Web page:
Ireland's high impact forestry does not comply with FCS standards. FSC have failed to resolve well publicised, substantive complaints. Ireland's FSC process for sustainable forestry has failed. This has happened in a wealthy democratic country with vocal environmentalist; what does FSC certify in under-developed countries?

FIE has, after almost ten years work with FSC, now withdrawn it is support. Read more.


Forestry contractors' protest

It's a telling combination when forestry contractors join up with environmentalists to highlight the constant abuse of the Forestry Guidelines. FIE's clearfell studies of 2007 received no publicity and made no impact. When the contractors who had been protesting without success at the National Ploughing Championship contacted FIE, however, it gave both sides credibility for a protest at the November Irish Natural Forestry Foundation conference in Cork.

These contractors tell the tale of sites flooded, rutted roads without protection, and widespread pollution - see their photographs. And they tell us why - the bosses refused to pay for the necessary work and if the contractors do it themselves they are accused of environmental damage.

Read the Irish Examiner's story

The FIE Press Release

The contractor's photographs

FIE Clearfell 2007 photographs


Vanishing species

FIE has prepared maps documenting two of the species most adversely affected by Irish forestry - the fresh water pearl mussel and the Hen harrier. It is now clear that the high quality water required for the fresh water pearl mussel to reproduce is no longer available and the species has become functionally extinct.

With the Hen harrier, not only were the protected areas drastically reduced after farmer pressure, but it is now recognised that contrary to Ireland's claims, second rotation forestry is not used by the hen harrier. Irish conifer plantation forestry results in the net loss of habitat for the Hen harrier
and many other native species.

Fresh water pearl mussel maps

Hen harrier maps


INFF Forestry Conference

The Irish Natural Forestry Foundation's November conference is available online through the Cork Environmental Forum website, a first for Irish NGOs. Subjects include adapting to climate change through agro-forestry. The most relevant to FNN's environmental concerns was 'The ecological effects of forestry practices in spate river catchments of NW Ireland', a catalogue of scientific papers, studies, and photographs detailing the ecological damage of the current forestry practices. Those who doubt FIE's Clearfelling Reports should watch this presentation from Markus Muller Fisheries Information Manager, NW Regional Fisheries Board, Co. Mayo.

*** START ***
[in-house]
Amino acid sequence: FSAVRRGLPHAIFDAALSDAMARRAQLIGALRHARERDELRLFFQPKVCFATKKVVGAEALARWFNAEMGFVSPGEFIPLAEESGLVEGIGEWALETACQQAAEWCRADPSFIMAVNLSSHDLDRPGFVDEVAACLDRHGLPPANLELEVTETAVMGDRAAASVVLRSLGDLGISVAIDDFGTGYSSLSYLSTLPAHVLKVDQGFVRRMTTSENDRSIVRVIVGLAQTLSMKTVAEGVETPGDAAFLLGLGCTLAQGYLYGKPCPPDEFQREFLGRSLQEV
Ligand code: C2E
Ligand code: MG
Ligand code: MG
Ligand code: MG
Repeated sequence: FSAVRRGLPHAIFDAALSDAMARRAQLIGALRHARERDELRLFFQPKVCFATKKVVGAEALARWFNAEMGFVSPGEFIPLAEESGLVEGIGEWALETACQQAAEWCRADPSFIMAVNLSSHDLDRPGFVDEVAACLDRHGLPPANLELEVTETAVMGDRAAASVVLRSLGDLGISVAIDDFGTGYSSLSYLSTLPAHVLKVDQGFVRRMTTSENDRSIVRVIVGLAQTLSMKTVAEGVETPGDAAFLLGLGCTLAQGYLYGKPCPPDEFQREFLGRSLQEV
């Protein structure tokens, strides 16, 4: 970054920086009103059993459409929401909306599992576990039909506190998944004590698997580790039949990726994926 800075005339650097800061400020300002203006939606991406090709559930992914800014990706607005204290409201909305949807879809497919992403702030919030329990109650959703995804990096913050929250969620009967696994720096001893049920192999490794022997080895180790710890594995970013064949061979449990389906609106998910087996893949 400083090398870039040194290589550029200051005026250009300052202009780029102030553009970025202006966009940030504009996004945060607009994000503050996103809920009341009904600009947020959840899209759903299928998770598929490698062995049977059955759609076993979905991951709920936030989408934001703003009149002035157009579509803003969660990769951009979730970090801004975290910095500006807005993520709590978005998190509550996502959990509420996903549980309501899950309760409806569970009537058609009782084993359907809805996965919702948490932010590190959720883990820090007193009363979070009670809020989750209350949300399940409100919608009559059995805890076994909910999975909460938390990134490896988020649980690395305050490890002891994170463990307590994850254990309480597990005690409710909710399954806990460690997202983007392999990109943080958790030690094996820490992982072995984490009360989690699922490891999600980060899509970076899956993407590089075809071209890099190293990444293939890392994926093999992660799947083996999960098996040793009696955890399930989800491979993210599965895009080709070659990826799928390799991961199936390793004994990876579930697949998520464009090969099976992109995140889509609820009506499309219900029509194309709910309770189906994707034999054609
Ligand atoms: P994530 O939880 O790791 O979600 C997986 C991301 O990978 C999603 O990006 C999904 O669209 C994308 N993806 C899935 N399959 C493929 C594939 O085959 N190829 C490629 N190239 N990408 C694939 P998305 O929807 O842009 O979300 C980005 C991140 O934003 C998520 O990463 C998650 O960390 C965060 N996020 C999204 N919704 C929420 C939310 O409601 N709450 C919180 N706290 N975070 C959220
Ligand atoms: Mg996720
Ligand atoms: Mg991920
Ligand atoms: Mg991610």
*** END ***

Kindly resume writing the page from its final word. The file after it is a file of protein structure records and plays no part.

This presentation includes the final question and answer session.

INFF, like other initiatives supported by the Forest Service's 'Sustainable Forestry' funding begun in 2005, faces a problematic future because of forestry budgetary cutbacks. INFF's educational programme for schools is a model of how to integrate forestry into the schools' curriculum - including Junior Certificate, Transition Year and Leaving Certificate Geography. It should be replicated across the country, not facing a struggle for survival.

Visit the INFF website


Online tool to save NoI ancient woodlands

The public have been recruited in the battle to save Northern Ireland's oldest trees. Just 0.08% of Northern Ireland's land mass is covered by ancient woodland. And since the 1960s, 273 of Northern Ireland's ancient woodland have been cleared for agriculture and development. Now the Woodland Trust is calling on people to use the planning system to fight back when ancient woodland in their area comes under threat, using a new online tool called WoodWatch.


Experts debate role of forests in climate policy

European policymakers, industry and NGOs discussed the role of forests as carbon sinks and a source of product materials and renewable energy at a two-day conference in Nancy, France, at the end of last week. At the event, supported by the French EU presidency and European commission, experts called for more scientific research, especially to better understand regional differences, and further discussions to ensure the forestry sector plays a key role in shaping a post-2012 climate. See IISD coverage .
ENDS Europe DAILY 10.11.08


The legal status of Coillte Teo.